Special Section: Narratives of Translation within Research Practice

Introduction 1

Cigdem Esin
Centre for Narrative Research, University of East London
Editors’ note: The papers in this special section were originally conceived in 2012 as presentations for the annual To Think is to Experiment seminar series organized by the Centre for Narrative Research at the University of East London and NOVELLA. 2 The event is designed to “open up spaces in research imagination,” and it “invites presentations from research students in the UK and abroad” (CNR, 2008). The editors of Narrative Works arranged for the peer-reviewing of the papers, and are delighted to be able to publish them in their final form. We wish to thank Cigdem Esin for coordinating this special section.

1 The process and politics of translation within research practice has been a burgeoning niche for arguments about the complexities and dilemmas of working with material in cross-cultural research settings. The relatively recent interest in considering translation as a layer of the research process in the social sciences and humanities has created further questions about the role of translation in meaning-making processes, the visibility of translation in research practice, and the position of translators/researchers within these processes.

2 Despite its centrality within academic and humanitarian work across cultures, translation, as Mehrez (2012) points out, has been considered as a linguistic instrument for a long time (p. 5). Until recently, there was a tendency among social science researchers to be quiet about their experience of translation when they did research across languages. Even though information about translation is given in research reports, its multiple effects on the construction of knowledge or the relationship between researcher/translator, participants, and audiences are not fully addressed in these accounts (Temple, 2005), leaving the process of translation inadequately scrutinised. In their introduction to the special issue of the Graduate Journal of Social Science, “Lost (and Found) in Translation,” Pereira, Marhia, and Scharff (2009) argue that an unexamined layer of translation in social science research often conceals the challenges, insights, and questions that emerge within research experience.

3 The question of the necessity of examining translation as a research process is closely linked to arguments on how translation, as a practice, cannot be considered separate from the networks of power and knowledge that create and sustain inequalities by imposing cultural hegemonies on people (Bhabha, 1994; Spivak, 1992). In her argument on reflexivity in cross language research, Temple (2008) argues that a critical approach to the process of translation will be an effective way to question the effects of power and difference on research practice (p. 361).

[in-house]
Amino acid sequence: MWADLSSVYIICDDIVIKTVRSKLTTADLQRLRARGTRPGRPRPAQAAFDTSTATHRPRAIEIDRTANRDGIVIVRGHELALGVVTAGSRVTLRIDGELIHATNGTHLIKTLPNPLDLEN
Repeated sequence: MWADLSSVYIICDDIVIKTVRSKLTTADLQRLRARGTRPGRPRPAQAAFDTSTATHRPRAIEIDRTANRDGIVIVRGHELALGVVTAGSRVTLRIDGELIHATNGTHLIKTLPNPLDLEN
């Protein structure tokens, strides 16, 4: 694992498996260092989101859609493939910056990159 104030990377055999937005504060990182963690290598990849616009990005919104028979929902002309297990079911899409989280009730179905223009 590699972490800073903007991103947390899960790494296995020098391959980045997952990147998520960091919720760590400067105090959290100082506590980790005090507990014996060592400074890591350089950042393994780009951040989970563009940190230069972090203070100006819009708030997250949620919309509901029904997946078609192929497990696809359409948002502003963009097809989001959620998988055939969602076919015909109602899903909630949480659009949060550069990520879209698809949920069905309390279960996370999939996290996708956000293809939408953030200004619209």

4 Systematic, reflexive examination of translation can also be a powerful analytical tool that reveals the complex interplay between cultural and personal resources, which shape meaning-making processes. Particularly in studies of multiple identities, mobile lives, political movements, and agency across languages and cultures, analysing translation as a unit on its own would open up a path towards an in-depth exploration of what is hidden, unheard, silenced, lost, and/or gained in/through translation.

5 Among other research practices, narrative research is particularly interested in the political and cultural complexities involved in translation of narratives within research: how the processes of translation function not only as a linguistic but also a cultural performance of narrative exchanges. The construction of narratives, including the narrative of research itself, is an important component of narrative analysis. Bakhtin (1981) argues that words do not exist in an impersonal and neutral sense, but rather, they make sense in a dialogue with other people, through negotiations over meanings within specific historical contexts (pp. 293-94). Translation needs to be elaborated as part of the dialogical process within the context of research across languages in which narrative exchanges are made through translation.